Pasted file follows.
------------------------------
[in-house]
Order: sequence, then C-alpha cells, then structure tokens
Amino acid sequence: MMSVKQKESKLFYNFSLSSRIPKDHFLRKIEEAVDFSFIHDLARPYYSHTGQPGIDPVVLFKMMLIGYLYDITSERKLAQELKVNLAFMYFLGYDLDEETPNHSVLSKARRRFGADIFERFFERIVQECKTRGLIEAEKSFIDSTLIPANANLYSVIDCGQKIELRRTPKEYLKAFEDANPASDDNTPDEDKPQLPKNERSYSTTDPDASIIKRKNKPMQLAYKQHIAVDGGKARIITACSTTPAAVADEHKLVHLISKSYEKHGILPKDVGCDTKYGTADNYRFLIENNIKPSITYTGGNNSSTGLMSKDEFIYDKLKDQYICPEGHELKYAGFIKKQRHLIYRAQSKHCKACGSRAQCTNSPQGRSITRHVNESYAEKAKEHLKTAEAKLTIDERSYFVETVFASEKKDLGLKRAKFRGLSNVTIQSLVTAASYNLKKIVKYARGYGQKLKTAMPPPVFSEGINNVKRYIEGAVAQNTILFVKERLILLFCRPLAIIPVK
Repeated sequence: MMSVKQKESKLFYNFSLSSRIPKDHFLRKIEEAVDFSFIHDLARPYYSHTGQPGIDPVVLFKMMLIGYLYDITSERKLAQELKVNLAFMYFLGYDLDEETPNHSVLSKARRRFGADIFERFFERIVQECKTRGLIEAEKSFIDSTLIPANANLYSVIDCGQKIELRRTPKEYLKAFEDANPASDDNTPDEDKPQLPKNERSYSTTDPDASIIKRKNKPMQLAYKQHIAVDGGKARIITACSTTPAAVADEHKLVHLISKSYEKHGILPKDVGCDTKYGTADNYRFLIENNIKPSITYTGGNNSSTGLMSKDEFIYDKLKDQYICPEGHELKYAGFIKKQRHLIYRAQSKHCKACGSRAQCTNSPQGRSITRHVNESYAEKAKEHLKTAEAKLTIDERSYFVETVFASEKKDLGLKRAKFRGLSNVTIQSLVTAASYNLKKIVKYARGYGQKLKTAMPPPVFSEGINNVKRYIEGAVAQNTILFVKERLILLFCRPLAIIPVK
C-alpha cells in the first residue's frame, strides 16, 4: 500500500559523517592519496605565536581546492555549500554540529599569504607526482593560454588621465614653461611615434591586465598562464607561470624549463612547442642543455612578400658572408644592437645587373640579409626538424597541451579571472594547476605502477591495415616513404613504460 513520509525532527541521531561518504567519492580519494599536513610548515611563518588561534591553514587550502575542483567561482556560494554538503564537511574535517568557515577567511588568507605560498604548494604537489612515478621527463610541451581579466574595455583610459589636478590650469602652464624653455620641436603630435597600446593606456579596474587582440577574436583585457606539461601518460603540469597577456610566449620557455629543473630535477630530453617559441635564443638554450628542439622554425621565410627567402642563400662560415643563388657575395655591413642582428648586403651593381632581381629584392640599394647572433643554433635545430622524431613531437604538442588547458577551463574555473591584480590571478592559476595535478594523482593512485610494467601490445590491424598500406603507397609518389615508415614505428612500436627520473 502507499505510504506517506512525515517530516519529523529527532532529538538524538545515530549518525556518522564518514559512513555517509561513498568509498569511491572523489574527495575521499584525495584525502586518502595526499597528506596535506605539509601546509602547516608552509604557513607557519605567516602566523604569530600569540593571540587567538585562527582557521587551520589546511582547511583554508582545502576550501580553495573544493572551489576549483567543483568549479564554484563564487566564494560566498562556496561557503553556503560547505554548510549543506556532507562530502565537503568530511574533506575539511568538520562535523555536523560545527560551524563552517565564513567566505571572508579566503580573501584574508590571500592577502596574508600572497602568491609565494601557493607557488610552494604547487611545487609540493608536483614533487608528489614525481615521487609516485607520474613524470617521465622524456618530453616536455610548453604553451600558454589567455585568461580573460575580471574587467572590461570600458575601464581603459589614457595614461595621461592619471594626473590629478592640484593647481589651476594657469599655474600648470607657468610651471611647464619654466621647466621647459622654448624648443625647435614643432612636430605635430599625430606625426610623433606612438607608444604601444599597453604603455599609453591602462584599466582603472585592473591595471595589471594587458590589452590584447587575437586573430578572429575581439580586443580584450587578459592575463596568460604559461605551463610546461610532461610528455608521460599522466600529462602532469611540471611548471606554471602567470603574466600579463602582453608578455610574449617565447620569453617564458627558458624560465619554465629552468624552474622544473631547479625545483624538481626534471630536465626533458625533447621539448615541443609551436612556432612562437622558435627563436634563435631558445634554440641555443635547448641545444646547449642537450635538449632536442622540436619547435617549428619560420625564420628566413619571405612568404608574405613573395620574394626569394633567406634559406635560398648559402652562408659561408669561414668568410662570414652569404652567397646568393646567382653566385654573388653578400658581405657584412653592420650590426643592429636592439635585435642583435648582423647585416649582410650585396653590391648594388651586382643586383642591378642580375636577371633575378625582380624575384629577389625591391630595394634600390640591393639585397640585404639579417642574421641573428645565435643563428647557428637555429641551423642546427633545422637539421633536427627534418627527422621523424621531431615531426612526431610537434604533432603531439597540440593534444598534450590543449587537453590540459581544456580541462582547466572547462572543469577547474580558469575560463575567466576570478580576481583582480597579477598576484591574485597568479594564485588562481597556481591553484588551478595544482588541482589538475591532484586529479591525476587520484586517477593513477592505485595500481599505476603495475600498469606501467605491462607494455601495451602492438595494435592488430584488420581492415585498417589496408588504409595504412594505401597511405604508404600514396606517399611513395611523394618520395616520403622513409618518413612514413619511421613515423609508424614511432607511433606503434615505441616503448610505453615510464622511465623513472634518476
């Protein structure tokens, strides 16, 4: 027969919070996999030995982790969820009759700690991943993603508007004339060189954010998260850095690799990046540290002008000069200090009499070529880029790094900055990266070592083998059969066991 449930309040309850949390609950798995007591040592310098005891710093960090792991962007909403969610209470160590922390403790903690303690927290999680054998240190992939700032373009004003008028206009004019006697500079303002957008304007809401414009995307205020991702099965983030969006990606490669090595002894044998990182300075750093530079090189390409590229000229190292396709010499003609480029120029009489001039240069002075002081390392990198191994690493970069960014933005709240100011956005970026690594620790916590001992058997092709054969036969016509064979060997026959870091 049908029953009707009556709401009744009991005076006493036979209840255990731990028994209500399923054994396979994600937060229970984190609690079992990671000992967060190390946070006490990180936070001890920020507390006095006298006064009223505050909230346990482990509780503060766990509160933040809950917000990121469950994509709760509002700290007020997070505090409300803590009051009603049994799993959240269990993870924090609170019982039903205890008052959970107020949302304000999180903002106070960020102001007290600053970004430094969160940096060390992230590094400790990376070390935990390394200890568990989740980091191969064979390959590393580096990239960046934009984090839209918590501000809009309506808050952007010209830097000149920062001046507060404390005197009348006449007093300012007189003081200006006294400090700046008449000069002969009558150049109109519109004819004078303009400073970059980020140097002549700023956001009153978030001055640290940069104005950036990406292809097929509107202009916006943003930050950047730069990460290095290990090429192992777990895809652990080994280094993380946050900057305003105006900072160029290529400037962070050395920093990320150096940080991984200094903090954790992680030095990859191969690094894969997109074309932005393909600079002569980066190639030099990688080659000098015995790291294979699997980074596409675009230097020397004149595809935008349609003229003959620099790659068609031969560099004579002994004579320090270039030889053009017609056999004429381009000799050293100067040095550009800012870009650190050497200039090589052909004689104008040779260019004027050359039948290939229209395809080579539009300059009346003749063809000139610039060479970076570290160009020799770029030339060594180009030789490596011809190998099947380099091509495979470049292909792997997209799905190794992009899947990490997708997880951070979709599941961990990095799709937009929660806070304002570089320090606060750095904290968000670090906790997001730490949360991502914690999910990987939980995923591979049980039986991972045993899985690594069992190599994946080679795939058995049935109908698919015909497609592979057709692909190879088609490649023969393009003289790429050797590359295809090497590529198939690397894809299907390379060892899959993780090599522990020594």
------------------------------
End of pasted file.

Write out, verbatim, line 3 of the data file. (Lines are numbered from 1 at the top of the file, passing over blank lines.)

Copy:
Amino acid sequence: MMSVKQKESKLFYNFSLSSRIPKDHFLRKIEEAVDFSFIHDLARPYYSHTGQPGIDPVVLFKMMLIGYLYDITSERKLAQELKVNLAFMYFLGYDLDEETPNHSVLSKARRRFGADIFERFFERIVQECKTRGLIEAEKSFIDSTLIPANANLYSVIDCGQKIELRRTPKEYLKAFEDANPASDDNTPDEDKPQLPKNERSYSTTDPDASIIKRKNKPMQLAYKQHIAVDGGKARIITACSTTPAAVADEHKLVHLISKSYEKHGILPKDVGCDTKYGTADNYRFLIENNIKPSITYTGGNNSSTGLMSKDEFIYDKLKDQYICPEGHELKYAGFIKKQRHLIYRAQSKHCKACGSRAQCTNSPQGRSITRHVNESYAEKAKEHLKTAEAKLTIDERSYFVETVFASEKKDLGLKRAKFRGLSNVTIQSLVTAASYNLKKIVKYARGYGQKLKTAMPPPVFSEGINNVKRYIEGAVAQNTILFVKERLILLFCRPLAIIPVK